Gillibrand urges Senate GOP to reject 'cruel' health care plan

Posted May 16, 2017

While President Trump and House Republicans celebrated passage of their measure Thursday with a White House Rose Garden event, concerns were already mounting about dying momentum as the more deliberate Senate tries to craft its own ObamaCare replacement plan. Budget analysts estimate 24 million Americans would lose insurance over a decade, 14 million in the first year, and older Americans would face higher costs.

It took a monumental effort by Republicans to sell one another on the health-care bill that narrowly passed the House on Thursday.

Senate Majority Leader Mitch McConnell has named 12 GOP senators to a group tasked with piecing together a bill that can pass the Senate.

What are the risks for the Republicans who chose to get this through the House?

The Republican plan would replace government subsidies to buy health insurance with tax credits. The bill has to get through the Senate before it can go to the president, and it has to be scored by the Congressional Budget Office before it can get through the Senate.

"We always hear about job growth and business creation - being able to have affordable health care drives that", Williams said.

"Many people with pre-existing conditions will have a hard time maintaining coverage because it just won't be affordable", said Larry Levitt, a health insurance expert with the Kaiser Family Foundation, which studies health care issues.

The potential fallout crystallized nearly immediately. Democrats warned Republicans that they would pay the price in future elections if they followed through with plans to dramatically alter healthcare law.

Rep. David Brat, a member of the conservative House Freedom Caucus who refrained from supporting the AHCA until amendments were added, told USA Today's Eliza Collins he wants to see the AHCA as it stands now to get to Trump's desk.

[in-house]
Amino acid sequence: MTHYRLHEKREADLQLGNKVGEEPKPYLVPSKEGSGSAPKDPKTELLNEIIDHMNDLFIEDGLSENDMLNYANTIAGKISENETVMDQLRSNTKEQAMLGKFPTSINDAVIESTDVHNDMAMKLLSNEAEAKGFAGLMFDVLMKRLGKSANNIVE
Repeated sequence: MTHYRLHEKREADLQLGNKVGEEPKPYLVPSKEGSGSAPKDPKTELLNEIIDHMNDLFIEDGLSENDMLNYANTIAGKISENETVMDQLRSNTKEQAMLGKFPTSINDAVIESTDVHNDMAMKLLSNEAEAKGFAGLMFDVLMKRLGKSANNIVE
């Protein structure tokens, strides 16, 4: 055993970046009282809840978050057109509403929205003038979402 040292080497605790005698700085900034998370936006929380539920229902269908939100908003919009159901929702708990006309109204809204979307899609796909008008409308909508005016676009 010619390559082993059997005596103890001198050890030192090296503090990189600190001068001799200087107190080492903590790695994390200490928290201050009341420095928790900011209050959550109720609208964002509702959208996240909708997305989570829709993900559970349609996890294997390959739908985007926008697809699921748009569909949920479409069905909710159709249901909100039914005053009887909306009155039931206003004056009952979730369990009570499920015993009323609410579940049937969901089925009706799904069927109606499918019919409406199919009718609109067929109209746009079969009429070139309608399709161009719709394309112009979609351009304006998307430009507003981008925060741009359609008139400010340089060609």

Trumpcare opponents have criticised House leadership for not allowing the CBO to finish analysing how much the AHCA would cost, or how many it would affect, before holding a vote - a sign that the leaders were trying to rush the bill through the lower chamber, they said.

"What the Medicaid reforms really do is put pressure on the states to get costs under control", MacArthur said.

Cutting almost $1 trillion from Medicaid will give states the freedom to tailor the program to suit their needs, Health and Human Services Secretary Tom Price said Sunday, as he defended a narrowly passed House bill that aims to undo parts of the health care law enacted by the previous administration.

Republican Representative Ileana Ros-Lehtinen, who is not seeking re-election next year, warned the bill "has the potential to severely harm the health and lives of people in south Florida". So, by the time the mid-terms happened in 2010, the unpopularity of that bill, which was not mitigated by any benefits by then, produced a 62-seat loss in the House for the Democrats. We might talk about how every major stakeholder group - the American Medical Association, the American Hospital Association, the AARP, the American Cancer Society Cancer Action Network, the American Heart Association, and on and on - all oppose the bill.

"We're giving states the ability to run their own Medicaid program", Ryan said, arguing that block-granting Medicaid was "hardly draconian". The current version of the AHCA falls about $200 billion short of that, and the $8 billion promised to Republican moderates in the House would fill in just 4 percent of the funding gap.

Democrats also targeted Republican governors in Democratic-leaning states, including Maryland's Larry Hogan, who did not take a public position before the House vote. "It's the sort of things that cowards do, and the Republicans in Congress and in the statehouses are cowards".